Alice Roberts, George McGavin and a team of experts rebuild our ancient ancestors from the bones up. They reconstruct one of the earliest humans, Homo erectus.
At the Prehistoric Autopsy HQ in Glasgow, anatomist professor Alice Roberts and biologist Dr George McGavin continue their journey back into our evolutionary past.
They are going back 1.5 million years to meet one of the earliest humans. Once again with the help of a team of international experts, this shows the recreation of one of our most successful prehistoric ancestors from the bones up. They walked the earth far longer than any other human species and were the first ancestors to look a lot like we do today. The species is Homo erectus and the individual being reconstructed is known as Nariokotome Boy.
To make the reconstructions as accurate as possible, Alice and George have travelled the globe, gathering evidence from the world's leading scientists. In the lab at the Prehistoric Autopsy HQ, scientists put the latest theories to the test to see how similar or different we really are to our ancient ancestors, while experimental archaeologists look for clues as to how they lived.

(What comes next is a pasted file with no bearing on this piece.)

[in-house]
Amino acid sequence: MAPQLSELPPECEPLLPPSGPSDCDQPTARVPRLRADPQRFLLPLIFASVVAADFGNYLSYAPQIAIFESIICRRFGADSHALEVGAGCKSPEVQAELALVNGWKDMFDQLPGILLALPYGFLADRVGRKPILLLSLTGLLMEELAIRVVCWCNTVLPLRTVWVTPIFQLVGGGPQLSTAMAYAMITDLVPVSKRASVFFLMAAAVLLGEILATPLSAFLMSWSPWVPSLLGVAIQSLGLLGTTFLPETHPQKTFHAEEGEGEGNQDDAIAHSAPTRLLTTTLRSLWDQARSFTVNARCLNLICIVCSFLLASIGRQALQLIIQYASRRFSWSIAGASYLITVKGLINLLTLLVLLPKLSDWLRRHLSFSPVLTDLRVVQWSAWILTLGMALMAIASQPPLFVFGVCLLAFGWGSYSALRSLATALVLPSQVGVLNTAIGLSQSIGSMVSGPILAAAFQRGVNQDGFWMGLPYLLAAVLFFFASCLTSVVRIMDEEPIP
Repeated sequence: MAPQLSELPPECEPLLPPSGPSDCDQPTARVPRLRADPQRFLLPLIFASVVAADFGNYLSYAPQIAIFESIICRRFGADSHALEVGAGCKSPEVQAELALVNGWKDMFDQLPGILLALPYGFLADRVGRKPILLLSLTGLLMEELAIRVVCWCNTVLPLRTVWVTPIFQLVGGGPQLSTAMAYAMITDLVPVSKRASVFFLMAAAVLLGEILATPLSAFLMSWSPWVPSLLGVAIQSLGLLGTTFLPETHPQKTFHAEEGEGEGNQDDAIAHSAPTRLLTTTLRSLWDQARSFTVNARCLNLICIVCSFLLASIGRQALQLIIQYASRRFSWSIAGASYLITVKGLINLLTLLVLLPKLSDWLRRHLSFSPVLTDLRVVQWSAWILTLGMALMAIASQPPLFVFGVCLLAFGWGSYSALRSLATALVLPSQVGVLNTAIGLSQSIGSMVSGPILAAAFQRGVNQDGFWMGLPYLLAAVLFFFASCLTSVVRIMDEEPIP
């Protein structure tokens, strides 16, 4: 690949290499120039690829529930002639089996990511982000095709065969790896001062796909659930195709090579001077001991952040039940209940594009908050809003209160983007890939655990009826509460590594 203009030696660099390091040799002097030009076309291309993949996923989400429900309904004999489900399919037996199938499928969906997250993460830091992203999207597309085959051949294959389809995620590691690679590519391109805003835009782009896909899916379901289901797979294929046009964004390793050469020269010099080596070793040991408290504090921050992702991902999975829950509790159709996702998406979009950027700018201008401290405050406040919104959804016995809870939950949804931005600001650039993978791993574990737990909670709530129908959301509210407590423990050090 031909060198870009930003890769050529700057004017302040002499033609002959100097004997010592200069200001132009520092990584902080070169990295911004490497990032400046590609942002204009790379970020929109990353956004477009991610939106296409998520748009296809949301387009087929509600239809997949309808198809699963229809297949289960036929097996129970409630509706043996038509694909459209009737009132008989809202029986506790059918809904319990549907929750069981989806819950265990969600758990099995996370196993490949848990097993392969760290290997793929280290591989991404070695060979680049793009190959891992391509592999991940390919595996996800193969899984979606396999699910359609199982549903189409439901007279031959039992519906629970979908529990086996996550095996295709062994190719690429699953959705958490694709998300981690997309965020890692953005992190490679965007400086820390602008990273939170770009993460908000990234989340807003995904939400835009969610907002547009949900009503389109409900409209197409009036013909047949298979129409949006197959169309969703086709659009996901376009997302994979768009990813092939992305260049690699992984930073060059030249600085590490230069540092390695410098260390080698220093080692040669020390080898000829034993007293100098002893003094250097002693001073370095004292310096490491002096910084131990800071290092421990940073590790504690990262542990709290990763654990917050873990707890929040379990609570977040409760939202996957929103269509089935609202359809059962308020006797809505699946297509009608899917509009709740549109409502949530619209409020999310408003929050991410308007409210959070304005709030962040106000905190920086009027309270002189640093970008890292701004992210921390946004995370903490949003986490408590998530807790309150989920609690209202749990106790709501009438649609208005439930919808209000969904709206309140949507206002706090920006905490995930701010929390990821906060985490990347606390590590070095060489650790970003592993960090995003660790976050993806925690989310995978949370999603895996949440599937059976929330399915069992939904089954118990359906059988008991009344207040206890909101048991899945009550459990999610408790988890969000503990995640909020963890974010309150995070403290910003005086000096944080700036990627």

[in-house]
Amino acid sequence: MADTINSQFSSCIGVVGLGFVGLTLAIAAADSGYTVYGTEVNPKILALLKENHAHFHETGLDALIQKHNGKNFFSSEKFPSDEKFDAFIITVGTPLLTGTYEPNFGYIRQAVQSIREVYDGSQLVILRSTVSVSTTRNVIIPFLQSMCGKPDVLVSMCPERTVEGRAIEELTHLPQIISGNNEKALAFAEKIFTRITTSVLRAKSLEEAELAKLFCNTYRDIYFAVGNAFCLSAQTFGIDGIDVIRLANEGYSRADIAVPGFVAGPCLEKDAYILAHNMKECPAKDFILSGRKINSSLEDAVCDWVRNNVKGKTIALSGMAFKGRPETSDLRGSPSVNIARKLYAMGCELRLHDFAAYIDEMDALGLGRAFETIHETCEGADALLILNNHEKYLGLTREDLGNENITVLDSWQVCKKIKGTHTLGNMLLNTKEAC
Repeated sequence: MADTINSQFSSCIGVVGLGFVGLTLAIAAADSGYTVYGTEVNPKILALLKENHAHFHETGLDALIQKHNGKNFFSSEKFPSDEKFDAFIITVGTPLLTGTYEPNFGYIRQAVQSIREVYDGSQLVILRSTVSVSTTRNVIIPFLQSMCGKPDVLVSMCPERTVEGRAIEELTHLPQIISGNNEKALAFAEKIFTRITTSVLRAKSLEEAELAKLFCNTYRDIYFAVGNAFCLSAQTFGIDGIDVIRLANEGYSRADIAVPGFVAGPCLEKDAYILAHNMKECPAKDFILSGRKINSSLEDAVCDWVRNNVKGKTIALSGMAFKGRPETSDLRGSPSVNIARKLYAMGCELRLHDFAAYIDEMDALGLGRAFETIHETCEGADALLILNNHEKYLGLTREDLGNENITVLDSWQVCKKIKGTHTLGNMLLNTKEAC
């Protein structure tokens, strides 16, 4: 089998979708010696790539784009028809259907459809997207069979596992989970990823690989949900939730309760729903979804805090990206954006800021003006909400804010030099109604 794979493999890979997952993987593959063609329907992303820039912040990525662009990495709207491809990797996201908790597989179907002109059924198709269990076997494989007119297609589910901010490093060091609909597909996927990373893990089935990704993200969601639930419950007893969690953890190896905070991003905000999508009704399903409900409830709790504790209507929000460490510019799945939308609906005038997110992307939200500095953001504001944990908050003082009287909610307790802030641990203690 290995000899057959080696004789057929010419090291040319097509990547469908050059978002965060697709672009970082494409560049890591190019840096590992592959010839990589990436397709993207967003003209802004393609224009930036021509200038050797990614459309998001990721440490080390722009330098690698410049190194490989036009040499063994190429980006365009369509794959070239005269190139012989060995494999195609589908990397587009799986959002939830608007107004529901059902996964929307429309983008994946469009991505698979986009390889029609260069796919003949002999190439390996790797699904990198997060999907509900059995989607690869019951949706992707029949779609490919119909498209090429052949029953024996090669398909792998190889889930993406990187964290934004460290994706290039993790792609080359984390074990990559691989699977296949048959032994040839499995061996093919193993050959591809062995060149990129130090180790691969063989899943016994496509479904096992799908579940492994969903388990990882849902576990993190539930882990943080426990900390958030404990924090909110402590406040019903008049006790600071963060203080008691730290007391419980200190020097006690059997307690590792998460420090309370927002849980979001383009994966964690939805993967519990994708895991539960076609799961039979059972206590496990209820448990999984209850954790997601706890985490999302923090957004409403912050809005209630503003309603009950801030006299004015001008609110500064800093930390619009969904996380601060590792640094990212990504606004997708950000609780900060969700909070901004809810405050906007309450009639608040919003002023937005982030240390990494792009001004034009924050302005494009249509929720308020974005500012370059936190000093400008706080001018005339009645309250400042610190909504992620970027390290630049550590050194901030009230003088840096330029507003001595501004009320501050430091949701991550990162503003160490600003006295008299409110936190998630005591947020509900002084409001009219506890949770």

All the research has been fed to a team of model makers who have spent months painstakingly reconstructing his skeleton, muscles, skin and hair.
The team reveal the latest research that suggests Homo erectus were good hunters, were skilled at making stone tools and could probably control fire. They also look at evidence that suggests some individuals were helping those who couldn't help themselves. It may be the oldest evidence we have for something we think of as a human trait - compassion.
And in the end the carefully reconstructed Narikotome Boy will finally be revealed as we come face to face with another of our prehistoric ancestors.